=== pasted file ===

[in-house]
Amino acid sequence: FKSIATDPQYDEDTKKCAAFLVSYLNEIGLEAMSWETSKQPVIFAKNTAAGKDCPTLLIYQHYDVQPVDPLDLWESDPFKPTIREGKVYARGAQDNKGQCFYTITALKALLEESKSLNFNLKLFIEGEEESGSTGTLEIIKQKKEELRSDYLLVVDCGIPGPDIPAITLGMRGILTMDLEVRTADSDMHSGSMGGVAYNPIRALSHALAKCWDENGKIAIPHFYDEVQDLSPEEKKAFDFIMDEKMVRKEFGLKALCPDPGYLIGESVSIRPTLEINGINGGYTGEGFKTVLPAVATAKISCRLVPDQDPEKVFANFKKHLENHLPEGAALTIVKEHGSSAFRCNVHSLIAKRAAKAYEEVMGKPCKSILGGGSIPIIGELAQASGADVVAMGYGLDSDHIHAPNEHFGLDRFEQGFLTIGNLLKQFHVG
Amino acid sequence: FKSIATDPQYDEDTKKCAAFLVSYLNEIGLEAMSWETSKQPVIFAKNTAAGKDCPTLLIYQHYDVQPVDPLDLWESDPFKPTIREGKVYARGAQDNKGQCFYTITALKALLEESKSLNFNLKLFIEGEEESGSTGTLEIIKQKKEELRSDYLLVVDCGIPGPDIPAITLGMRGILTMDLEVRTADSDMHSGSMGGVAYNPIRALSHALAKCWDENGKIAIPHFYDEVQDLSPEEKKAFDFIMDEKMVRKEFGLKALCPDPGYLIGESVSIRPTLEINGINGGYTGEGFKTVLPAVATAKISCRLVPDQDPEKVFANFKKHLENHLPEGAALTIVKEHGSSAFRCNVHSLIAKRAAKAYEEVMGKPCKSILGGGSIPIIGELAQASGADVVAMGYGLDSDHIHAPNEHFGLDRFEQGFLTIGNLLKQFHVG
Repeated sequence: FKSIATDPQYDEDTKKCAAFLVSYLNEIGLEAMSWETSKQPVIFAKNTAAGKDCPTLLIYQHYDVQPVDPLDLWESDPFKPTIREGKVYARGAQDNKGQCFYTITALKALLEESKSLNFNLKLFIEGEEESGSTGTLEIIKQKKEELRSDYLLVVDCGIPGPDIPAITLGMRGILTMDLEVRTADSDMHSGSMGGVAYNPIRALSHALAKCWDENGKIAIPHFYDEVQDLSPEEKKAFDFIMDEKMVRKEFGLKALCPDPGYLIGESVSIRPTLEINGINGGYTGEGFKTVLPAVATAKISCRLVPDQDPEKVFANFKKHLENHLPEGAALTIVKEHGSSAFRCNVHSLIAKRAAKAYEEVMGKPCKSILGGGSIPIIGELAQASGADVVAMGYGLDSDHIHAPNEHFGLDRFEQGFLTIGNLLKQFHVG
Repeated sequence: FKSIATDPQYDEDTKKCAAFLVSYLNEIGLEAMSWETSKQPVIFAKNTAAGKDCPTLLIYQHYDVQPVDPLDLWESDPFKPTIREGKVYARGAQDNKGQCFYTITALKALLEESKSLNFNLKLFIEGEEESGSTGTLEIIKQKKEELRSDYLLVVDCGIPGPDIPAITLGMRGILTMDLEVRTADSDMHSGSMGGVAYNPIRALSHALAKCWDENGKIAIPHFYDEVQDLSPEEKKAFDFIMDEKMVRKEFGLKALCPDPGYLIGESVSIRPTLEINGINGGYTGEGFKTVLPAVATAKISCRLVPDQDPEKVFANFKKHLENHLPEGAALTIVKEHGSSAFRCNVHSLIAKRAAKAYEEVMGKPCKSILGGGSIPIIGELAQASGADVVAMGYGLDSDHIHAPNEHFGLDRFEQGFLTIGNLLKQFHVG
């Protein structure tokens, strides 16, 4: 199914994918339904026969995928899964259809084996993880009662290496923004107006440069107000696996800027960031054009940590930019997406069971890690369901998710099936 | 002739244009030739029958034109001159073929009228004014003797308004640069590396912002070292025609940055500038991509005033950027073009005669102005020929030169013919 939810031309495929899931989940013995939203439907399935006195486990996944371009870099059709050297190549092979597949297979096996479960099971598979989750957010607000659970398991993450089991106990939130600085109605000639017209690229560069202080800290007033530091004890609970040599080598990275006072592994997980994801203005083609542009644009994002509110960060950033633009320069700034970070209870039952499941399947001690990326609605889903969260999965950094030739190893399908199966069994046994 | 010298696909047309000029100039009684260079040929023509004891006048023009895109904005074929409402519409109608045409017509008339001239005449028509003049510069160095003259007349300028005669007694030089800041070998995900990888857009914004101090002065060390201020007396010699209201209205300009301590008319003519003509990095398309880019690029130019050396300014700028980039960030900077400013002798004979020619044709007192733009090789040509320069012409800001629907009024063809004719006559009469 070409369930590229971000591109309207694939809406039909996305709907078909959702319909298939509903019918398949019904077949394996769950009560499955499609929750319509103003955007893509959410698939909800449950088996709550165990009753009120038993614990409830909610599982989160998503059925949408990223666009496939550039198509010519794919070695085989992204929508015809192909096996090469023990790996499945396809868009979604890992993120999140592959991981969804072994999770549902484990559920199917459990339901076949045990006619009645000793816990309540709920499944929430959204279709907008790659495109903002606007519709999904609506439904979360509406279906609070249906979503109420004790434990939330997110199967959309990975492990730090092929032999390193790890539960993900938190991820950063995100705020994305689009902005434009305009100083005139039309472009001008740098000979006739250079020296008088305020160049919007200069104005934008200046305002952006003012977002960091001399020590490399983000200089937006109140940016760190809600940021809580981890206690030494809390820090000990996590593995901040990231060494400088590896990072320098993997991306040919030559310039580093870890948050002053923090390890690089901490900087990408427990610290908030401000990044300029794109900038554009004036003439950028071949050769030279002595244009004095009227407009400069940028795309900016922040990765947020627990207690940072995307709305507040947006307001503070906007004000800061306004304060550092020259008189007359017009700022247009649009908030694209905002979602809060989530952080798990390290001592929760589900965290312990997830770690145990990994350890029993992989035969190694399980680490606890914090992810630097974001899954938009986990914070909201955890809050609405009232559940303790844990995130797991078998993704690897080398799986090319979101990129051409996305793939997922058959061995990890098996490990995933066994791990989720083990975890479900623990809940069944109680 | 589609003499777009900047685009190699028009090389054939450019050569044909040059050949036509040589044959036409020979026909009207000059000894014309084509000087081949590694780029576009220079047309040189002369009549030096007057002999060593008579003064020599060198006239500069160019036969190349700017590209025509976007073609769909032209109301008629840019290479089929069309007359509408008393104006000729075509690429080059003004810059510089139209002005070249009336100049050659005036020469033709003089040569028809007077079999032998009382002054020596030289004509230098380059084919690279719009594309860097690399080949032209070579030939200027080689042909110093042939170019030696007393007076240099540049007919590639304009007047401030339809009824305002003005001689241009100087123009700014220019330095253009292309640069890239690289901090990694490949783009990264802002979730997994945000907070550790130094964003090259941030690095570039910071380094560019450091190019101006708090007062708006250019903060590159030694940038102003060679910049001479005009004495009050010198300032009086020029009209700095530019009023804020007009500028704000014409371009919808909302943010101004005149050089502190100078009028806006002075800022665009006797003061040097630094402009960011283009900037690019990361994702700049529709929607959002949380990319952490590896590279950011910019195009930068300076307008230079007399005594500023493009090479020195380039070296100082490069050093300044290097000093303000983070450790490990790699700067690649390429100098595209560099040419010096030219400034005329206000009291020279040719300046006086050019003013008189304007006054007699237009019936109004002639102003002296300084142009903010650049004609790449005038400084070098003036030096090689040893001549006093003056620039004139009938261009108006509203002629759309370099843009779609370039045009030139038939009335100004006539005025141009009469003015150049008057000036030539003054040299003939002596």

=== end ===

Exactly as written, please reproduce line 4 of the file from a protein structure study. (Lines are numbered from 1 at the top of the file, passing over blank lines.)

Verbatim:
Repeated sequence: FKSIATDPQYDEDTKKCAAFLVSYLNEIGLEAMSWETSKQPVIFAKNTAAGKDCPTLLIYQHYDVQPVDPLDLWESDPFKPTIREGKVYARGAQDNKGQCFYTITALKALLEESKSLNFNLKLFIEGEEESGSTGTLEIIKQKKEELRSDYLLVVDCGIPGPDIPAITLGMRGILTMDLEVRTADSDMHSGSMGGVAYNPIRALSHALAKCWDENGKIAIPHFYDEVQDLSPEEKKAFDFIMDEKMVRKEFGLKALCPDPGYLIGESVSIRPTLEINGINGGYTGEGFKTVLPAVATAKISCRLVPDQDPEKVFANFKKHLENHLPEGAALTIVKEHGSSAFRCNVHSLIAKRAAKAYEEVMGKPCKSILGGGSIPIIGELAQASGADVVAMGYGLDSDHIHAPNEHFGLDRFEQGFLTIGNLLKQFHVG